Keynotes


Characterizing Human Activity in Spatiotemporal Data

Dr. Jack Cooper
Program Manager, IARPA

Abstract: The Intelligence Advanced Research Projects Activity (IARPA) invests in high-risk, high-payoff research programs to tackle some of the most difficult challenges in the Intelligence Community (IC) and push the boundaries of science to develop solutions that empower the IC to do its work better and more efficiently for national security. This talk will focus on three IARPA programs attempting to characterize human activity on a variety of scales through automated processing of large-scale spatiotemporal data. Efforts include a recently concluded program to identify specific activity in untrimmed security video, a current program to search broad areas for temporal activities in satellite imagery, and a new program seeking to model human mobility to a depth that enables both automated identification of anomalous trajectories and generation of normal activities. Specific thrusts within these programs will be highlighted, including geospatially-aware computer vision, scalable spatiotemporal data architectures, increased behavioral realism in microsimulations, and the creation of datasets in which trajectory anomaly detection algorithms can be scored and evaluated. The talk will highlight recent program successes, their impact to the state of the art, and the persistent challenges the community faces when leveraging diverse spatiotemporal data to understand human activity.

Biography: Dr. Jack Cooper joined IARPA in October of 2020. In his current assignment as a Program Manager, Dr. Cooper focuses on areas of scientific research that include remote sensing, computer vision, trajectory analytics, and large-scale microsimulation. He is IARPA's Program Manager for three programs focused on automating and scaling the IC's ability to detect and characterize human activity in a variety of mediums. These programs are SMART, which seeks to automate the broad area search for a specific activity in satellite imagery; DIVA which aims to automatically find and prioritize activities of interest in massive volumes of security video; and HAYSTAC which will automatically identify anomalous activity by deeply modeling normal human movement in large-scale trajectory data.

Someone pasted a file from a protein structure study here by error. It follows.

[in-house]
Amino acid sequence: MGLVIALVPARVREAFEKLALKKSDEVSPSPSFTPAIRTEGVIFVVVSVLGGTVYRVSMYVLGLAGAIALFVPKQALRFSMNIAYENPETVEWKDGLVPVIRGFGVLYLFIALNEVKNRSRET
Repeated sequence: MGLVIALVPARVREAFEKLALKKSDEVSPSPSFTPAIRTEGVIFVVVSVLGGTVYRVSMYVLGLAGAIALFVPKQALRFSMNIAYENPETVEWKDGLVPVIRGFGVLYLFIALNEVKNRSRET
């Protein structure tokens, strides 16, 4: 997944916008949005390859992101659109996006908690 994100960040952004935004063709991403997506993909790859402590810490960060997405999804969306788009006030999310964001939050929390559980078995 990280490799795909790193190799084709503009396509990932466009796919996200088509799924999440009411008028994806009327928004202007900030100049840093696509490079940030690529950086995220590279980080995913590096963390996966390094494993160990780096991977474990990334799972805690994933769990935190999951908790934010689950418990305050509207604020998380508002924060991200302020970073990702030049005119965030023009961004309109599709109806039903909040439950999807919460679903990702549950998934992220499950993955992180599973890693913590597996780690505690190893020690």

Prior to joining IARPA, Dr. Cooper worked at the National Geospatial-Intelligence Agency (NGA) in the Research Directorate, where he was a Senior Staff Scientist for Predictive Analytics. There Dr. Cooper created and executed significant programs to automate Motion GEOINT processing and analysis, resulting in the transfer of multiple analytics into operations in both NGA and IC Partner enterprises. During his time at NGA, Dr. Cooper also built research programs to prepare the agency for future satellite systems and data streams through field experiments, simulation, and creation of new processing algorithms and architectures.   Dr. Cooper graduated from Clemson University in 2012 with a Ph. D and Master's degree in Mathematical Sciences. He previously graduated from the University of Maryland in 2007 with a Bachelor’s degree in Mathematics and Government and Politics.